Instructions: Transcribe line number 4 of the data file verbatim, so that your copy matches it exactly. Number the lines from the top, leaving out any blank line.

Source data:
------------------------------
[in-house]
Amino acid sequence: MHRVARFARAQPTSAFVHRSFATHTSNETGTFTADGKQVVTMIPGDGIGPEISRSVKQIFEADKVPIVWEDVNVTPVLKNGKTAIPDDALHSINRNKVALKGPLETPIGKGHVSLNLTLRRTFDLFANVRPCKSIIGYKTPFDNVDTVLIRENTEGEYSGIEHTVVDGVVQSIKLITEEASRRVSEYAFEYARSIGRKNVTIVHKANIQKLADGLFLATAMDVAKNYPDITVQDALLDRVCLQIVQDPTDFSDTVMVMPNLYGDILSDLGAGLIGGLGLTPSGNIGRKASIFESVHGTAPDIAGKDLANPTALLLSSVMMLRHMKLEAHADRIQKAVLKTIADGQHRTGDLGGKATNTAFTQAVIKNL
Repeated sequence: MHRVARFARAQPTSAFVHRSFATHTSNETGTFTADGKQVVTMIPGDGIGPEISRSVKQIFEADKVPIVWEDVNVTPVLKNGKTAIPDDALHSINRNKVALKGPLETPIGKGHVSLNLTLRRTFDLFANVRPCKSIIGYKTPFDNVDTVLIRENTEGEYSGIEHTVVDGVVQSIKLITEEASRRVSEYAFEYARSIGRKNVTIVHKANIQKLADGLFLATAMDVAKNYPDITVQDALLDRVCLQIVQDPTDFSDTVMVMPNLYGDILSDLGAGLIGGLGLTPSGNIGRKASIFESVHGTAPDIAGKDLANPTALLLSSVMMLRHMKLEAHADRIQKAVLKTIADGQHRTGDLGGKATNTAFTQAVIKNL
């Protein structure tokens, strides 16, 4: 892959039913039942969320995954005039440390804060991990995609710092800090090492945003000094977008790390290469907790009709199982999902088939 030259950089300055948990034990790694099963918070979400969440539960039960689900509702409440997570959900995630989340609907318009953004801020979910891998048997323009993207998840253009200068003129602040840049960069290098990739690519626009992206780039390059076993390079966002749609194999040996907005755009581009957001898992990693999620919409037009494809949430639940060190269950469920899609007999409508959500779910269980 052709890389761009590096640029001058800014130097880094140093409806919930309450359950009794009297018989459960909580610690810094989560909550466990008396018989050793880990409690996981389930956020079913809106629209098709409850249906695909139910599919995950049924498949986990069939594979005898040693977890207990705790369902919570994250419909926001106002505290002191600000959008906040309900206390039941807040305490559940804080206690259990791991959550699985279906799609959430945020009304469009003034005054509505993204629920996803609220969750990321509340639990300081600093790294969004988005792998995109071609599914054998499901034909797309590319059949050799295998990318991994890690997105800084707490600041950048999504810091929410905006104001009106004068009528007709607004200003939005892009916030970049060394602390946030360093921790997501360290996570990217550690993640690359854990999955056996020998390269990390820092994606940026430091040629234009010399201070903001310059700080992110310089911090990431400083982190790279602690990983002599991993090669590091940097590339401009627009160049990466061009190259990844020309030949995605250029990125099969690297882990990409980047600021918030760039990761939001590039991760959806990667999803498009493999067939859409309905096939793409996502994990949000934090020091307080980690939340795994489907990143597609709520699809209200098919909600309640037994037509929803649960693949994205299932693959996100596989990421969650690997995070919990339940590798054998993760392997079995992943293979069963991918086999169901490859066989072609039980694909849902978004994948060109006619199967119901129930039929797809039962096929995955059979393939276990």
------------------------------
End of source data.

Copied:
């Protein structure tokens, strides 16, 4: 892959039913039942969320995954005039440390804060991990995609710092800090090492945003000094977008790390290469907790009709199982999902088939 030259950089300055948990034990790694099963918070979400969440539960039960689900509702409440997570959900995630989340609907318009953004801020979910891998048997323009993207998840253009200068003129602040840049960069290098990739690519626009992206780039390059076993390079966002749609194999040996907005755009581009957001898992990693999620919409037009494809949430639940060190269950469920899609007999409508959500779910269980 052709890389761009590096640029001058800014130097880094140093409806919930309450359950009794009297018989459960909580610690810094989560909550466990008396018989050793880990409690996981389930956020079913809106629209098709409850249906695909139910599919995950049924498949986990069939594979005898040693977890207990705790369902919570994250419909926001106002505290002191600000959008906040309900206390039941807040305490559940804080206690259990791991959550699985279906799609959430945020009304469009003034005054509505993204629920996803609220969750990321509340639990300081600093790294969004988005792998995109071609599914054998499901034909797309590319059949050799295998990318991994890690997105800084707490600041950048999504810091929410905006104001009106004068009528007709607004200003939005892009916030970049060394602390946030360093921790997501360290996570990217550690993640690359854990999955056996020998390269990390820092994606940026430091040629234009010399201070903001310059700080992110310089911090990431400083982190790279602690990983002599991993090669590091940097590339401009627009160049990466061009190259990844020309030949995605250029990125099969690297882990990409980047600021918030760039990761939001590039991760959806990667999803498009493999067939859409309905096939793409996502994990949000934090020091307080980690939340795994489907990143597609709520699809209200098919909600309640037994037509929803649960693949994205299932693959996100596989990421969650690997995070919990339940590798054998993760392997079995992943293979069963991918086999169901490859066989072609039980694909849902978004994948060109006619199967119901129930039929797809039962096929995955059979393939276990």